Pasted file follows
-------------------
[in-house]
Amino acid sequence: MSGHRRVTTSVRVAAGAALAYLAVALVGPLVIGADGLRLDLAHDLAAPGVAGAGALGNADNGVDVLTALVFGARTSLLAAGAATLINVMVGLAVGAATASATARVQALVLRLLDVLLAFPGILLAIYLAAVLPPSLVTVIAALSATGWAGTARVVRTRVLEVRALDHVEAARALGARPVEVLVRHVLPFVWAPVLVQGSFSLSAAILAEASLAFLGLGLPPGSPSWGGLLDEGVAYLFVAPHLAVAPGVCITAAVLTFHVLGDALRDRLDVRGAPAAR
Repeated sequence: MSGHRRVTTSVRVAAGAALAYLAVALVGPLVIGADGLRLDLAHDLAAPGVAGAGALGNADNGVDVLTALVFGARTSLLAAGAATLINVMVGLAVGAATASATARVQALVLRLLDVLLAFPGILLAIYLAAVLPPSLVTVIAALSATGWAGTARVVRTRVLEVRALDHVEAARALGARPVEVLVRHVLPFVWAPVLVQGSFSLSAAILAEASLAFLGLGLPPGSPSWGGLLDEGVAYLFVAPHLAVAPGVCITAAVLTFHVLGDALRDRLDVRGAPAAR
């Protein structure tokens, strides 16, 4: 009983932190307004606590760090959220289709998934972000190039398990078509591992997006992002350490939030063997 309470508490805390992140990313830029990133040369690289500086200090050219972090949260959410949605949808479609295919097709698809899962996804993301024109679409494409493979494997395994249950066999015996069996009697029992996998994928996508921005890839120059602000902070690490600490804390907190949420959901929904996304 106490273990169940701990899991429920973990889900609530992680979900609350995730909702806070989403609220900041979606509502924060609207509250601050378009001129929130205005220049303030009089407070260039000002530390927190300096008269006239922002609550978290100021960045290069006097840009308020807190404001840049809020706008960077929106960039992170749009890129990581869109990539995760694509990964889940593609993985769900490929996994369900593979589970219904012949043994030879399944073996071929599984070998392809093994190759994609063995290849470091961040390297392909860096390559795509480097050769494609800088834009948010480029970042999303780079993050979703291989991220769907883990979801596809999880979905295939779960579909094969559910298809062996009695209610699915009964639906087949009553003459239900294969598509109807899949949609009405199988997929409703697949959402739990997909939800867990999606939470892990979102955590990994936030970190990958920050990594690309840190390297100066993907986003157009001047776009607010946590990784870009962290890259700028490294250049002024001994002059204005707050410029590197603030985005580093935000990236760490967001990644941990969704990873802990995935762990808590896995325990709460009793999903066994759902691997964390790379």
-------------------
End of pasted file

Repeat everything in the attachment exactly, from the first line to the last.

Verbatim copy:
[in-house]
Amino acid sequence: MSGHRRVTTSVRVAAGAALAYLAVALVGPLVIGADGLRLDLAHDLAAPGVAGAGALGNADNGVDVLTALVFGARTSLLAAGAATLINVMVGLAVGAATASATARVQALVLRLLDVLLAFPGILLAIYLAAVLPPSLVTVIAALSATGWAGTARVVRTRVLEVRALDHVEAARALGARPVEVLVRHVLPFVWAPVLVQGSFSLSAAILAEASLAFLGLGLPPGSPSWGGLLDEGVAYLFVAPHLAVAPGVCITAAVLTFHVLGDALRDRLDVRGAPAAR
Repeated sequence: MSGHRRVTTSVRVAAGAALAYLAVALVGPLVIGADGLRLDLAHDLAAPGVAGAGALGNADNGVDVLTALVFGARTSLLAAGAATLINVMVGLAVGAATASATARVQALVLRLLDVLLAFPGILLAIYLAAVLPPSLVTVIAALSATGWAGTARVVRTRVLEVRALDHVEAARALGARPVEVLVRHVLPFVWAPVLVQGSFSLSAAILAEASLAFLGLGLPPGSPSWGGLLDEGVAYLFVAPHLAVAPGVCITAAVLTFHVLGDALRDRLDVRGAPAAR
């Protein structure tokens, strides 16, 4: 009983932190307004606590760090959220289709998934972000190039398990078509591992997006992002350490939030063997 309470508490805390992140990313830029990133040369690289500086200090050219972090949260959410949605949808479609295919097709698809899962996804993301024109679409494409493979494997395994249950066999015996069996009697029992996998994928996508921005890839120059602000902070690490600490804390907190949420959901929904996304 106490273990169940701990899991429920973990889900609530992680979900609350995730909702806070989403609220900041979606509502924060609207509250601050378009001129929130205005220049303030009089407070260039000002530390927190300096008269006239922002609550978290100021960045290069006097840009308020807190404001840049809020706008960077929106960039992170749009890129990581869109990539995760694509990964889940593609993985769900490929996994369900593979589970219904012949043994030879399944073996071929599984070998392809093994190759994609063995290849470091961040390297392909860096390559795509480097050769494609800088834009948010480029970042999303780079993050979703291989991220769907883990979801596809999880979905295939779960579909094969559910298809062996009695209610699915009964639906087949009553003459239900294969598509109807899949949609009405199988997929409703697949959402739990997909939800867990999606939470892990979102955590990994936030970190990958920050990594690309840190390297100066993907986003157009001047776009607010946590990784870009962290890259700028490294250049002024001994002059204005707050410029590197603030985005580093935000990236760490967001990644941990969704990873802990995935762990808590896995325990709460009793999903066994759902691997964390790379």